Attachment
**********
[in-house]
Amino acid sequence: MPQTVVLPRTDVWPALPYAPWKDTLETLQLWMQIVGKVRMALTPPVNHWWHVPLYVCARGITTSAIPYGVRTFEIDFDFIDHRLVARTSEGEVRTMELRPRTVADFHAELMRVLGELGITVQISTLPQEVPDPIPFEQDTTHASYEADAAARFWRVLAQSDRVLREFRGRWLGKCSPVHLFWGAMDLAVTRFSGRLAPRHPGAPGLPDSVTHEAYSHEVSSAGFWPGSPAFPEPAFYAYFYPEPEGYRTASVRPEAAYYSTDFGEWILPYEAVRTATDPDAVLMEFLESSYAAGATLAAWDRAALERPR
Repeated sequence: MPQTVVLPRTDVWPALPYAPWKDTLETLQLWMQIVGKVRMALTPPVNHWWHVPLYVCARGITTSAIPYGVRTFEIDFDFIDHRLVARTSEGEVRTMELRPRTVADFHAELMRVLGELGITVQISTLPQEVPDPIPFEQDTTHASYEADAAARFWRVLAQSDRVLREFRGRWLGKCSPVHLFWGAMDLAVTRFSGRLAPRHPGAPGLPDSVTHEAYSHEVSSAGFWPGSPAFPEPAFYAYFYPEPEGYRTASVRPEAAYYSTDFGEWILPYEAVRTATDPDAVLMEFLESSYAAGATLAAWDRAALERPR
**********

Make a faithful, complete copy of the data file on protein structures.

[in-house]
Amino acid sequence: MPQTVVLPRTDVWPALPYAPWKDTLETLQLWMQIVGKVRMALTPPVNHWWHVPLYVCARGITTSAIPYGVRTFEIDFDFIDHRLVARTSEGEVRTMELRPRTVADFHAELMRVLGELGITVQISTLPQEVPDPIPFEQDTTHASYEADAAARFWRVLAQSDRVLREFRGRWLGKCSPVHLFWGAMDLAVTRFSGRLAPRHPGAPGLPDSVTHEAYSHEVSSAGFWPGSPAFPEPAFYAYFYPEPEGYRTASVRPEAAYYSTDFGEWILPYEAVRTATDPDAVLMEFLESSYAAGATLAAWDRAALERPR
Repeated sequence: MPQTVVLPRTDVWPALPYAPWKDTLETLQLWMQIVGKVRMALTPPVNHWWHVPLYVCARGITTSAIPYGVRTFEIDFDFIDHRLVARTSEGEVRTMELRPRTVADFHAELMRVLGELGITVQISTLPQEVPDPIPFEQDTTHASYEADAAARFWRVLAQSDRVLREFRGRWLGKCSPVHLFWGAMDLAVTRFSGRLAPRHPGAPGLPDSVTHEAYSHEVSSAGFWPGSPAFPEPAFYAYFYPEPEGYRTASVRPEAAYYSTDFGEWILPYEAVRTATDPDAVLMEFLESSYAAGATLAAWDRAALERPR